Merchandising is being tackled with a document from Richard Hodgson being sent to stores indicating what merchandising standards are being implemented and why they need to be rigidly followed. The ceasing of gap filling highlights poor availability and also means layouts are likely to be left alone as staff won’t be moving products around to fill gaps. The revised layout plans that come with the relaunches will make the store easier to shop which will drive sales and of course subsequent profits.

Lest we forget that Morrisons made c. £860m profit in the last trading year and reported record turnover and profit, all these initiatives are designed to make the business more robust for the long term and will add profit to the bottom line at a relatively low cost.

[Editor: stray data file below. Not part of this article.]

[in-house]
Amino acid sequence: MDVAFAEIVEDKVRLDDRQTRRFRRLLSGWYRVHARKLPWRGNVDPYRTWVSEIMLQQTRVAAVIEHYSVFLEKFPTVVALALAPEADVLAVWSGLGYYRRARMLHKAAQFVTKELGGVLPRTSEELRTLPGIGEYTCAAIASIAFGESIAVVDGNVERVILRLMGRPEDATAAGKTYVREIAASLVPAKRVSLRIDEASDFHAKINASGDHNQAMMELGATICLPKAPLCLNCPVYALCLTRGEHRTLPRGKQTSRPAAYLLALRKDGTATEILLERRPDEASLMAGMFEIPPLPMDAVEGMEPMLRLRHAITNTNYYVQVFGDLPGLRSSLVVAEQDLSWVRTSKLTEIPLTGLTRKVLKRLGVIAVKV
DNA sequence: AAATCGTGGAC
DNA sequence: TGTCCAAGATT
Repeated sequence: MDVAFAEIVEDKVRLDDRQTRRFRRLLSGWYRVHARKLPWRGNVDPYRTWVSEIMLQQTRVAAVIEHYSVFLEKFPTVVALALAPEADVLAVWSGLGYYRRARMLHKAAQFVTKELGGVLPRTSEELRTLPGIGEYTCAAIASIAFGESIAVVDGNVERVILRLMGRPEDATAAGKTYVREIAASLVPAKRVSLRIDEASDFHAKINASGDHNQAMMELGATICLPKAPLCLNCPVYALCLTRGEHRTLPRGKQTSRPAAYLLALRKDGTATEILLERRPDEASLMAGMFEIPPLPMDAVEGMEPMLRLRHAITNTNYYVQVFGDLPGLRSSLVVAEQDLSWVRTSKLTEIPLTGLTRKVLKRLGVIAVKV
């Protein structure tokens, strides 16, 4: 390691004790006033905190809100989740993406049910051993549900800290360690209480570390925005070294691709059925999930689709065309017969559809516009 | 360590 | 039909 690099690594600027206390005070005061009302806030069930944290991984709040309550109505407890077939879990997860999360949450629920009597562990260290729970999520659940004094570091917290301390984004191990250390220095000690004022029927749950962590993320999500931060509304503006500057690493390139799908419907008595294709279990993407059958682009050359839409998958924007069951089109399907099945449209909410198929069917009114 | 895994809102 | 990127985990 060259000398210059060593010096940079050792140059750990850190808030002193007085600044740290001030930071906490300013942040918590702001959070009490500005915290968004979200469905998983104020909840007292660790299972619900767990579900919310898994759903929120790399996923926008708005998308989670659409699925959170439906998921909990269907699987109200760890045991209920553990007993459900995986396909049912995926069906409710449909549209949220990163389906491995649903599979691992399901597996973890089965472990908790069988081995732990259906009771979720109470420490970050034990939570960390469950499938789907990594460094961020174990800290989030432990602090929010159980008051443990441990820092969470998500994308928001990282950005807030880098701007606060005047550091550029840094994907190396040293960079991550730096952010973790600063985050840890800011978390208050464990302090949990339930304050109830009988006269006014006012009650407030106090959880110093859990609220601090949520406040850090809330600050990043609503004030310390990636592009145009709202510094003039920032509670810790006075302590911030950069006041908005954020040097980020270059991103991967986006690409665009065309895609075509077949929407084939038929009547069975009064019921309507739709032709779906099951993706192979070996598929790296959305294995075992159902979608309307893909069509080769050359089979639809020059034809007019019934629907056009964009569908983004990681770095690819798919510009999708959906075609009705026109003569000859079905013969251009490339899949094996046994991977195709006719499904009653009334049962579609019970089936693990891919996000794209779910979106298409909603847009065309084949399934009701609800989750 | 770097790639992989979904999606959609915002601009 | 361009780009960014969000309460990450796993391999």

Will Organic be given a greater role in the relaunch?

Whether the premium range will remain on Grocery isn’t clear – allegedly it will go from Fresh Food but the pictures below show it’s not clear.

‘The best’ available on Marmalade but these lines are ‘new’.

The Best marmalade is flagged as ‘new’ on the product which doesn’t indicate that the brand is set to disappear anytime soon. It could be that Morrisons decide to retain ‘the best’ across certain areas of the business and it would indicate that spreads are one area where it will remain?

New Honey design – this is the sort of packaging / branding to be expected?
Until you realise that ‘the best’ Honey is being phased out and replaced by standard own label.

So with spreads having some new ‘the best’ lines but Honey losing ‘the best’ and having those line replaced by standard own label with new packaging and ‘branding’. It’s difficult to read into what the finalised strategy will be, sharper Waitrose style packaging will certainly feature like the Honey above.

As spotted earlier – Juice is flagged as ‘premium’ rather than a monicker such as ‘the best’.